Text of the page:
“There are seven Unknowns that Graves Registration personnel recovered from directly around the Cinquale Canal area where Pfc. Walker was lost,” said Dr. Sarah Barksdale, DPAA’s 92nd Inf. Div. Project lead historian. “So, when I made a short-list of individuals that I think historically could be associated with any one of those Unknowns, Pfc. Walker is on that short list, as well as 17 other individuals who were killed directly around the canal. From a historical perspective, that’s my indication that he could certainly be associated with any one of those seven individuals.”

It can be difficult to get permission to disinter these Unknowns, because DPAA must be relatively certain they will be able to make an identification. The best way to do that is to have DNA samples from service members’ families.

“When we started the project, the project lead put in the request with the Army for all 53 missing service members, asking them to try to find a next of kin to collect DNA,” Sarah said. “Fortunately, we got enough to actually start disinterring, because the requirement is that you have to have 50% of the people on any given short-list for a proposal. However, more family DNA samples potentially means more missing get accounted for.”

Spike had the chance to talk with Sarah, to get an update on the search for Maceo. He asked, “Is it true you’re having trouble from African American families to get DNA?”

“About half of the families we don’t have DNA from right now, Army Casualty wasn’t able to locate them,” Sarah answered. “We’re thinking it’s maybe because of migrations, that sort of thing. They’re just difficult to locate genealogically it seems. And then secondly, about half of the families the Service Casualty Office has contacted have declined to participate.”

James was there when Spike met with the DPAA historian to discuss his cousin’s case and wasn’t surprised by what she had to say.

“That’s understandable, because a great number of Soldiers in the 92nd Division were from the South and they were sharecroppers and they had no trust of the Army,” he said. “It’s unfortunate that this sort of social problem, social, cultural, racial problem, pings forward 50 or 60 years after the war. I can imagine that for some of the families who are probably struggling now, who likely didn’t leave the cycle of poverty, they see no reason to go back. There has to be some way of getting these families and these people more involved.”

It’s also possible some families just don’t know about their family member’s service because no one ever talked about it, like with Spike not knowing about his cousin.

“I interviewed 25, maybe more, members of the 92nd themselves, not their families,” said James. “It was difficult business to talk about. Most of them didn’t want to talk about it at all.”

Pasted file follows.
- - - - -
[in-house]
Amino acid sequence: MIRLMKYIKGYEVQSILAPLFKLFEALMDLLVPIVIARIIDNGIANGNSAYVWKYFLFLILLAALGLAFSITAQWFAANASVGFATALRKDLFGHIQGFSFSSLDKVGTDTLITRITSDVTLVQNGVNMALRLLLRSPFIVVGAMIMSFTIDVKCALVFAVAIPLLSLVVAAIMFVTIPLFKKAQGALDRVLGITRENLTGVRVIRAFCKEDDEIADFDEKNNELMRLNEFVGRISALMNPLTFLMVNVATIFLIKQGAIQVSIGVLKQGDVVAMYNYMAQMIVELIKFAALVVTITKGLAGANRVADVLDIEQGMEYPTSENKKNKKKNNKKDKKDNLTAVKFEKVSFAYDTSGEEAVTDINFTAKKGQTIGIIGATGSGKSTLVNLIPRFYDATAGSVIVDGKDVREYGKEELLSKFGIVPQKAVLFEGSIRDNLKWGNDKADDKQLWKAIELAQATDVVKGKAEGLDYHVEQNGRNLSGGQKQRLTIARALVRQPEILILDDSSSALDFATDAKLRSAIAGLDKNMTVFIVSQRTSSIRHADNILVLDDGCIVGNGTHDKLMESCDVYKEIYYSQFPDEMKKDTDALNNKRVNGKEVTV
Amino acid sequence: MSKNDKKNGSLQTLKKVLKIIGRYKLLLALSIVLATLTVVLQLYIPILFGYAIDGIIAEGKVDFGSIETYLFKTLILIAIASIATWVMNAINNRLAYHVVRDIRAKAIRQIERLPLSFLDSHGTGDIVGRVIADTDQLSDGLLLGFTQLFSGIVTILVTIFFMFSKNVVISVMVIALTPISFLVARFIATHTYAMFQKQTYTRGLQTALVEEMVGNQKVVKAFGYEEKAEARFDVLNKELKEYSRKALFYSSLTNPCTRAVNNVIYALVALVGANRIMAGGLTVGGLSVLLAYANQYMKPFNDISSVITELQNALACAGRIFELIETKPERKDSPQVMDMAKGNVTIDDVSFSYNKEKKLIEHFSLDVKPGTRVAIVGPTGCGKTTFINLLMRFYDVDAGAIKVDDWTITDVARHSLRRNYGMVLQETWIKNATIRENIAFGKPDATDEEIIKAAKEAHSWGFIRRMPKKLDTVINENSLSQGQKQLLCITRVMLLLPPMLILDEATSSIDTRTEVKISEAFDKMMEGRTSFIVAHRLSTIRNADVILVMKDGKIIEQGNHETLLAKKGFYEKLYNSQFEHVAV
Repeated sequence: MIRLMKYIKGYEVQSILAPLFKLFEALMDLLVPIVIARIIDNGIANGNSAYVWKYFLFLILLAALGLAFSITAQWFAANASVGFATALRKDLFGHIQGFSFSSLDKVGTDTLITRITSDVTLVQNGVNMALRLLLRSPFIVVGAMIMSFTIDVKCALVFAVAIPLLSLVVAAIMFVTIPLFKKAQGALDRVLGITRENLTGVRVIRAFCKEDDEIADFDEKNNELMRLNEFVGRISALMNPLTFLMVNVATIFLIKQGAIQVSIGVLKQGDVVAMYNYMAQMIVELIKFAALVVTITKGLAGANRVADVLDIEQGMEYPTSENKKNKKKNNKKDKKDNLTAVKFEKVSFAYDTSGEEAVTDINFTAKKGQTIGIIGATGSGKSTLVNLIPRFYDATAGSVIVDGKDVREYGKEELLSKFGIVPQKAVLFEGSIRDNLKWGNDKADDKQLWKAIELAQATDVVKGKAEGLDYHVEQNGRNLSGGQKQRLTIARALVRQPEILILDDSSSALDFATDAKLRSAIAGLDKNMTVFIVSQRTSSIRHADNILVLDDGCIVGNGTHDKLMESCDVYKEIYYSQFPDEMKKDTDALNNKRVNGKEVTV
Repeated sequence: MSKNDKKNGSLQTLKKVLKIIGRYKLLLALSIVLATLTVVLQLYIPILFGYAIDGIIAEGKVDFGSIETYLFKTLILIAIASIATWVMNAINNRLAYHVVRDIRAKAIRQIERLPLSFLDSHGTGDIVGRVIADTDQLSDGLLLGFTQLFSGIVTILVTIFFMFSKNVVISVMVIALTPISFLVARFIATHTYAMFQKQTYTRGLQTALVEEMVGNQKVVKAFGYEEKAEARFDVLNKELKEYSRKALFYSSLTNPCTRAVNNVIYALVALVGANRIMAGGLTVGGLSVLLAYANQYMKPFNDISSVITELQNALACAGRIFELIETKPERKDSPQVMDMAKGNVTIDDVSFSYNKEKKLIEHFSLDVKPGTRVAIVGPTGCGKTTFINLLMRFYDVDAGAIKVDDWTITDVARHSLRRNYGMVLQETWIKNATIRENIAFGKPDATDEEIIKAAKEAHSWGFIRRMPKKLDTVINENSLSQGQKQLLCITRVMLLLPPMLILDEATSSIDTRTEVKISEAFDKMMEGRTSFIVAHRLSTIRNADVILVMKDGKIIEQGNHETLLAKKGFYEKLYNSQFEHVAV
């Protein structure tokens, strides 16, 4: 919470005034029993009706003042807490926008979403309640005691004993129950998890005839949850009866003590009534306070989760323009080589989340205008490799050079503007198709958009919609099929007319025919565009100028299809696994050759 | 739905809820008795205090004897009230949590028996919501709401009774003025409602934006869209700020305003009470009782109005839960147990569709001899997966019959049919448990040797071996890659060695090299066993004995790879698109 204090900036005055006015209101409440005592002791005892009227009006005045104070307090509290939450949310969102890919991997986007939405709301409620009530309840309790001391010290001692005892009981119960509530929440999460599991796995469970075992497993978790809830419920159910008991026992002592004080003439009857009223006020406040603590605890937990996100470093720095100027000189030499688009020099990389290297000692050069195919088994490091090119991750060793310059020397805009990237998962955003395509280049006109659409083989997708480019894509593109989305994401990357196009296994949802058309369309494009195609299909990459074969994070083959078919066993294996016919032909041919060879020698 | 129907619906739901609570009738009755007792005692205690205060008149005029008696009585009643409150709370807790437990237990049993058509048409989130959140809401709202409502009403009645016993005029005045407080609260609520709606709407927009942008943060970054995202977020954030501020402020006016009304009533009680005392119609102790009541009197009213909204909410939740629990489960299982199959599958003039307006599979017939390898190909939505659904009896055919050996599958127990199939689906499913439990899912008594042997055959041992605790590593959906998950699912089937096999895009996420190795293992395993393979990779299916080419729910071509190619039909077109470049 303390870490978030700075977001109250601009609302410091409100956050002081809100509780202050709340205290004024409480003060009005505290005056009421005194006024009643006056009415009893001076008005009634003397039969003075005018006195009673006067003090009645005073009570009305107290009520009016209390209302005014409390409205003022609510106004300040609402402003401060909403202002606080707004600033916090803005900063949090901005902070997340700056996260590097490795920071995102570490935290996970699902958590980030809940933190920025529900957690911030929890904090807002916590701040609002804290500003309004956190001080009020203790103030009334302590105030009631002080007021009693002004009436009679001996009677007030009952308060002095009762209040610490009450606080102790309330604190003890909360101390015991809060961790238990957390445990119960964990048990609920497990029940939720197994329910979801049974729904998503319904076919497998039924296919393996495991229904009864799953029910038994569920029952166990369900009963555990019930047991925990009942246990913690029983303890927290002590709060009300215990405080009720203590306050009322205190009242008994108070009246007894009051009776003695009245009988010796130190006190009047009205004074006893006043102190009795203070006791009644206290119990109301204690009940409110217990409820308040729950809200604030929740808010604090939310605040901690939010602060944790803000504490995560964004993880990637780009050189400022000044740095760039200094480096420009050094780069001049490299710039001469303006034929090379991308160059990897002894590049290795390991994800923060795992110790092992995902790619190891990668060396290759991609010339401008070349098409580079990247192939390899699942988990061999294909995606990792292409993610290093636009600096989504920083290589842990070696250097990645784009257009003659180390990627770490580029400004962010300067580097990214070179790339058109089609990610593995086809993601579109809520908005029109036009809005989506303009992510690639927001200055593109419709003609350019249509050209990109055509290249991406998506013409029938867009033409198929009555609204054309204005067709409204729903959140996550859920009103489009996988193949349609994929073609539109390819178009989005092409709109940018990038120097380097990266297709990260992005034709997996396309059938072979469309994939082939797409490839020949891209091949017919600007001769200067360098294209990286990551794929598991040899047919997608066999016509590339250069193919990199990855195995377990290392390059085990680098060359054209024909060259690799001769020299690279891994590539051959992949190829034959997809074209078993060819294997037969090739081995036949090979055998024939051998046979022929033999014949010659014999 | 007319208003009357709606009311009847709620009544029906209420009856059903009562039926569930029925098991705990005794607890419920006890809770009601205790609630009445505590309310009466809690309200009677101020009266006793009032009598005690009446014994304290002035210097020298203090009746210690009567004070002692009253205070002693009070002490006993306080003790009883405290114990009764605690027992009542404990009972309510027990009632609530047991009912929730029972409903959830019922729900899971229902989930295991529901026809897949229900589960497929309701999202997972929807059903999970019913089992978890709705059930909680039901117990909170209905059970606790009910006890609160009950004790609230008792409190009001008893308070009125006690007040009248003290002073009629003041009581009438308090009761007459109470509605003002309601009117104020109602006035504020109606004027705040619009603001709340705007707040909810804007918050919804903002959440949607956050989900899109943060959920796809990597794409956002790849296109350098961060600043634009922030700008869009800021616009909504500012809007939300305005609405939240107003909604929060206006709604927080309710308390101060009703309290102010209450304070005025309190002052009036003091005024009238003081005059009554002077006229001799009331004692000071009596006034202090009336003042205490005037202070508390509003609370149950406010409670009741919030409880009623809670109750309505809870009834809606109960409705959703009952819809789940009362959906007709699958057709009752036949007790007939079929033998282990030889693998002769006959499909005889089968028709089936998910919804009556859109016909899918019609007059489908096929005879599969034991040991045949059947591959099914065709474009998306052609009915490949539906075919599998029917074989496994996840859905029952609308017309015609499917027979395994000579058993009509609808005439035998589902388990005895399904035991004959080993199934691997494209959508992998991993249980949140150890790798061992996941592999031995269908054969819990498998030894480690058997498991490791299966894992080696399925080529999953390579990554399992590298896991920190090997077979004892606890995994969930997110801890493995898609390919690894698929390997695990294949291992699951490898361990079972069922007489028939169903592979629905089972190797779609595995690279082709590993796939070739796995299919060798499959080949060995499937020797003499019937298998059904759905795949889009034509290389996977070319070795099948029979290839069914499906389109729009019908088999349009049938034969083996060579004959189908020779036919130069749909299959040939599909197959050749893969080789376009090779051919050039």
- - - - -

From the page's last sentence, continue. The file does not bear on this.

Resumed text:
Spike said he encountered the same when making his movie “Da 5 Bloods,” which is about black Soldiers in Vietnam.

“I talked to a lot of Vietnam vets, black and white, and doing other research,” he said. “It’s very rare, no matter black, white, whatever, that people want to talk about the war when they get home, so that’s not just a black thing. It’s just like horrific things and it’s hard for them to speak about it. I think that’s universal.”

Both Spike and James said DPAA’s mission brings them some hope that these men can be brought home and honored and for the future.

“What this program I think is trying to do is it’s trying to show the families and show the country that we care about our own and that we want to unravel this stuff and that we’re willing to put the time and expense and money and expertise in it,” James said. “Anything that brings this kind of history to the American public is good news, because we need to know our history so we can talk to each other now. While I wasn’t the originator of the story, I’m all in favor of it because it’s not really about just black Soldiers. It’s about Americans not knowing their history. And if we can’t know our history, we won’t move forward.”

Lee elaborated on how DPAA’s work on the 92nd became even more personal to him nearly 15 years after completing a movie on the unit.

“This has nothing to do with politics,” said Spike. “This is about American families who, through this department, find some pride. And families, like myself, I’m a prime example, being told that you have a relative that you didn’t even know about, who existed and died fighting for the United States of America. My cousin, Pfc. Maceo A. Walker reached out to me and said, ‘Spike, I want you to know I existed, and I want you to spread the word and let the world know that I existed. I was 20 years old, enlisted, and died in Italy, World War II, fighting for democracy. The red, white, and blue.’”


If you have a family member or suspect you have a family member who went missing or was killed but never accounted for in World War II, the Korean War, or the Vietnam War, DPAA and our partners want and need you to be involved in the search for your service member. Contact information for your service member’s appropriate Service Casualty Officer can be found at: Reach out and they’ll help you find out more about your family’s specific case and help arrange for you and your family to donate DNA family reference samples, a key piece of evidence that will greatly assist in bringing your service member home.